Over the past decade, 170-hectare Barking Riverside has grown into one of London’s largest and most progressive large-scale housing regeneration schemes with a number of prominent architects contributing to its multiple development phases. This latest one provides 161 homes on a 3.81-hectare site. Accommodation is split between one to three-bed flats and three and four-bed houses, with the larger properties conceived as three-storey townhouses designed on open-plan, dual-aspect principles. Buildings are arranged around a number of large open green spaces, which are suggestive of the relatively low densities that the site’s inland position and existing context have imposed. Despite slim local public transport infrastructure and stubbornly post-industrial surroundings, sales have been consistently strong, challenging the popular London preconception that location is king.
CHURCH WALK, STOKE NEWINGTON
ARCHITECT David Mikhail & Annalie Riches
DEVELOPER David Mikhail & Annalie Riches
LOCAL AUTHORITY Hackney
The gentrification of Stoke Newington has already spawned a spate of notable, contemporary one-off private houses. But this one is rendered all the more unusual by being the product of an entrepreneurial architect couple designing their own home and acting as their own developers. The result is four intimately personal homes, each one finely crafted with a precision and detail that is derived as much from empathy as design. Large triangular roof lights and a stepped, terraced profile allow natural daylight to pour into interiors, and the use of soft natural materials such as Siberian larch corrugated external cladding and Douglas fir internal fixtures provides a soft, homely feel. This in turn contrasts with sharp contemporary finishes such as aluminium mesh screens and balconies. Church Walk may be small in scale but it provides a resonant response to the perennial urban housing challenges of density, overlooking and context.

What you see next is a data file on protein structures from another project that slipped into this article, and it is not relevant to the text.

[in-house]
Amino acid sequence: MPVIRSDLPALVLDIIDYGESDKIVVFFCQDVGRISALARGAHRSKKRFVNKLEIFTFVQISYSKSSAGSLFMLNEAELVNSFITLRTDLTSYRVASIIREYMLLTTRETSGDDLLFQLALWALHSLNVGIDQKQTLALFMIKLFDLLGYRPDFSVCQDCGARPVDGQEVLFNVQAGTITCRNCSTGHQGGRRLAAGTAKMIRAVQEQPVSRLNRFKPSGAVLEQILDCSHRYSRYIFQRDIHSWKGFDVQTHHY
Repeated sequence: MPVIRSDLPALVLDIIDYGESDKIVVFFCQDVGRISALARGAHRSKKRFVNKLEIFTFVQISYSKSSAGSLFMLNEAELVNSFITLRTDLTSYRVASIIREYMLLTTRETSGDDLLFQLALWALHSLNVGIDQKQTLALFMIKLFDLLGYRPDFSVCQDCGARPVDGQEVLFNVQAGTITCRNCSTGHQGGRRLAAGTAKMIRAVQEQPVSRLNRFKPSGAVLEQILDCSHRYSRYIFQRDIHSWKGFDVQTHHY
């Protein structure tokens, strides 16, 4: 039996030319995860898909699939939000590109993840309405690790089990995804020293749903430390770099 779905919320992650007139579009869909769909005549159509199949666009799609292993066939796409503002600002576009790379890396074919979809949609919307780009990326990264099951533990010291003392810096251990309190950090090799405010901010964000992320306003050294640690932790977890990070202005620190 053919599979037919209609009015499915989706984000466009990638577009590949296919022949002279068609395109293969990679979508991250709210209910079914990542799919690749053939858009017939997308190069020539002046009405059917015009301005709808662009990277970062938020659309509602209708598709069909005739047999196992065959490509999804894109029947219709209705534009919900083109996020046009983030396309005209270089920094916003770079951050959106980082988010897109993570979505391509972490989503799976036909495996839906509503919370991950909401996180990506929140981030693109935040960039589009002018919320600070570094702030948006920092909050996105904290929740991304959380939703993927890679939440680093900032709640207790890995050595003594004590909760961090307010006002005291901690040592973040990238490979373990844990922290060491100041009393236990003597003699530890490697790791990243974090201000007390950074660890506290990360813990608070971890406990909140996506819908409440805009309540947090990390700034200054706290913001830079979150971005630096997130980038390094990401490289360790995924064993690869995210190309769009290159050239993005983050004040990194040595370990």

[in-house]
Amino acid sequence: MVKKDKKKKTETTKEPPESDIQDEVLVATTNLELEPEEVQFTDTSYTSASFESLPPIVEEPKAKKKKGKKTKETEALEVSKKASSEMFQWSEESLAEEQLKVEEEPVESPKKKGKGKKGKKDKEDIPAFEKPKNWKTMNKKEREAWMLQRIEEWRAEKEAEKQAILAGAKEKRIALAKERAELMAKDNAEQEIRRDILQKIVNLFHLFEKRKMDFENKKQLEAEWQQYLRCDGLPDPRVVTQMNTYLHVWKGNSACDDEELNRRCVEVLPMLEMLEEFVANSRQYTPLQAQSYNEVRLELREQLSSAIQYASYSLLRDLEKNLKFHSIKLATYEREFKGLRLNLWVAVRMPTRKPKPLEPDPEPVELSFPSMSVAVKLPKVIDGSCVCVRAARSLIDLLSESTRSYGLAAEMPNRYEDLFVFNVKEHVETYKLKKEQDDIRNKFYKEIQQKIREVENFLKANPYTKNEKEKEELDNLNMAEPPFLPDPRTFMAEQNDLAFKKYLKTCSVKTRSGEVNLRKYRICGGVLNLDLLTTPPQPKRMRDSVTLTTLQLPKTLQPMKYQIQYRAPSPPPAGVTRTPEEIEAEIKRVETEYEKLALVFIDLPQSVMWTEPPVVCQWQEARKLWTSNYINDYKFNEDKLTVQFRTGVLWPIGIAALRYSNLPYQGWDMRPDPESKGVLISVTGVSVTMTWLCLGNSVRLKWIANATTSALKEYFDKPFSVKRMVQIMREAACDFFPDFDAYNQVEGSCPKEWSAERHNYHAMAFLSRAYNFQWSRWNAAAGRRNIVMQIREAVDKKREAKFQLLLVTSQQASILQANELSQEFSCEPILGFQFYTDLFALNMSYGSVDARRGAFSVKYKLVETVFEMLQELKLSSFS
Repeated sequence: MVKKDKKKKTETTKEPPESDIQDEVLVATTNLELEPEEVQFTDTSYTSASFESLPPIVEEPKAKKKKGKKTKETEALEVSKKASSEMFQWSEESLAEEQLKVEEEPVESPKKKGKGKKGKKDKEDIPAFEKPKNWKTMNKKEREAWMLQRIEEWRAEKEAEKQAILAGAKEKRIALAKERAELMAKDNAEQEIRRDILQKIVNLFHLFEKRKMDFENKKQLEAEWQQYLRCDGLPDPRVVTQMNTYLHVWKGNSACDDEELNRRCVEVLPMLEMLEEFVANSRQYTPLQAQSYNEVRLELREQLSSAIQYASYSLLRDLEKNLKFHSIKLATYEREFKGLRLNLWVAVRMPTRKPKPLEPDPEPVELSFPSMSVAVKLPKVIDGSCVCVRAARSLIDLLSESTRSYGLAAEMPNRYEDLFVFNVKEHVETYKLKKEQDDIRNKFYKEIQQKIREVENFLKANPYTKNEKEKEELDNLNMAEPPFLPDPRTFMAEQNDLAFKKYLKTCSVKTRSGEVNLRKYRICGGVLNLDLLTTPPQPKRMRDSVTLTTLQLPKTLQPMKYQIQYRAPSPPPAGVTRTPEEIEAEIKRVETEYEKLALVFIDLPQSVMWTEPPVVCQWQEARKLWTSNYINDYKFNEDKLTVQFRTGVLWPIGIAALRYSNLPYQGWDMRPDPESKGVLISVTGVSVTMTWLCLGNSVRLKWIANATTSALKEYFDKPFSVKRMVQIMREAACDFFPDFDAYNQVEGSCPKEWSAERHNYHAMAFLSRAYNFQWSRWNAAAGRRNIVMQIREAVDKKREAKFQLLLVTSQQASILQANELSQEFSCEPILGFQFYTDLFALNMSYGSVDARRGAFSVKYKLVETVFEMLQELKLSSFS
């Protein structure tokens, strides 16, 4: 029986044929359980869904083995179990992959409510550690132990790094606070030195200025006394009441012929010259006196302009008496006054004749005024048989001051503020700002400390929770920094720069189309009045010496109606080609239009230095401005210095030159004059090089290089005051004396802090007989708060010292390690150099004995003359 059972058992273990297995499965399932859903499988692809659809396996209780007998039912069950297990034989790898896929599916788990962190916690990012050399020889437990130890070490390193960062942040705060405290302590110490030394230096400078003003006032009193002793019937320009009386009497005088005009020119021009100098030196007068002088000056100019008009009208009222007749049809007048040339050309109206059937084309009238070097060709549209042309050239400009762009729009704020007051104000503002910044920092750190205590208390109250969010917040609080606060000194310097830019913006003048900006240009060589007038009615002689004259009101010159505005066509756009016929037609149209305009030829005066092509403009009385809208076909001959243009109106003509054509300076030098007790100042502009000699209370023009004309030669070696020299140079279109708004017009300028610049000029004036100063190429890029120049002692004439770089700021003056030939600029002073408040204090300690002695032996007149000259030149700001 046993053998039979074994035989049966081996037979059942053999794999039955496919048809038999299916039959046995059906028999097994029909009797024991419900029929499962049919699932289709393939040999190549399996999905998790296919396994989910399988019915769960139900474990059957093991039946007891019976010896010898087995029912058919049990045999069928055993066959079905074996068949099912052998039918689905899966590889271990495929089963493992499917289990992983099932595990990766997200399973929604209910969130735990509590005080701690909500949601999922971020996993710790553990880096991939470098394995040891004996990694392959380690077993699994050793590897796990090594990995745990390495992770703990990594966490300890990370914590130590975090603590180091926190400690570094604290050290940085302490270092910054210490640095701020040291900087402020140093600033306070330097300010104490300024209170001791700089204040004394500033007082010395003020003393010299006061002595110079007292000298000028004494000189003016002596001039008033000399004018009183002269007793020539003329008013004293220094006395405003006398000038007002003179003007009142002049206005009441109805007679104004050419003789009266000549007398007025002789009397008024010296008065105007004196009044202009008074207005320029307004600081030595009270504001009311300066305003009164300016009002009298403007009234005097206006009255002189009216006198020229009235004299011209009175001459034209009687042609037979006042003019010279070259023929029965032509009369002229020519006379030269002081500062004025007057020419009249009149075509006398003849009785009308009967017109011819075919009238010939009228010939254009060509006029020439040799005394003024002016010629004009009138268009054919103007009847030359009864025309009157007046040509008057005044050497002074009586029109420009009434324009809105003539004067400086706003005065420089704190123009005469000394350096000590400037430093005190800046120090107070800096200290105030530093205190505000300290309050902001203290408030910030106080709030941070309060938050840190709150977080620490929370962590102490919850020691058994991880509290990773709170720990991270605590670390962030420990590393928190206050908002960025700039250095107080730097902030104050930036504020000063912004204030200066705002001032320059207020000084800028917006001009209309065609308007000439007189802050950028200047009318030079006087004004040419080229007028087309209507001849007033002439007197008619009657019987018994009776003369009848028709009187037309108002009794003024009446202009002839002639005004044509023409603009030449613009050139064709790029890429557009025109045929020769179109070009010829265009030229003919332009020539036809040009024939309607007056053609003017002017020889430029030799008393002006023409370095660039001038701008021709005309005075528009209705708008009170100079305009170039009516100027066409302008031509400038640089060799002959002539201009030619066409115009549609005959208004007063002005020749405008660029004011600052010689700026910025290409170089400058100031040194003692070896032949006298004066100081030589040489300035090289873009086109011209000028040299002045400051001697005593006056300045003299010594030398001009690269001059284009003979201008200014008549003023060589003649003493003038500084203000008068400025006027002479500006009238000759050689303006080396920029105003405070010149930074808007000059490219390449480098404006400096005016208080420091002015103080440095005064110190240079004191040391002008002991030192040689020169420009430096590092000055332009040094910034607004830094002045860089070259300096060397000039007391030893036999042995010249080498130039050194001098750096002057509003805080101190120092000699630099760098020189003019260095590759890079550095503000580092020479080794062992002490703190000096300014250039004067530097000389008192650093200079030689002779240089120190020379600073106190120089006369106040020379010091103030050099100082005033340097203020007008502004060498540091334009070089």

NEWALL ‘BE’, HARLOW
ARCHITECT Alison Brooks
DEVELOPER Galliford Try Partnership
CONTRACTOR Galliford Try Partnership
LOCAL AUTHORITY Harlow
Reinterpreting traditional vernacular architecture into contemporary form has long been an ambition of housing design. It is executed in vigorous form at this 85-unit development in Harlow. The traditional Essex barn is the chief inspiration for the design of flats and terraces that comprise the scheme. Pitched barn roofs have been reconfigured as asymmetric chamfers that slice the tops and sides of blocks to form a fluid, dynamic roofscape. Walls are also faced in black shiplap timber to form a sleek, contemporary variation on the traditional barn aesthetic. The incorporation of home office spaces overlooking the street also introduces economic versatility into the traditional context.
DERWENTHORPE PHASE 1: OSBALDWICK, YORK
ARCHITECT Richards Partington
DEVELOPER JRHT / David Wilson Homes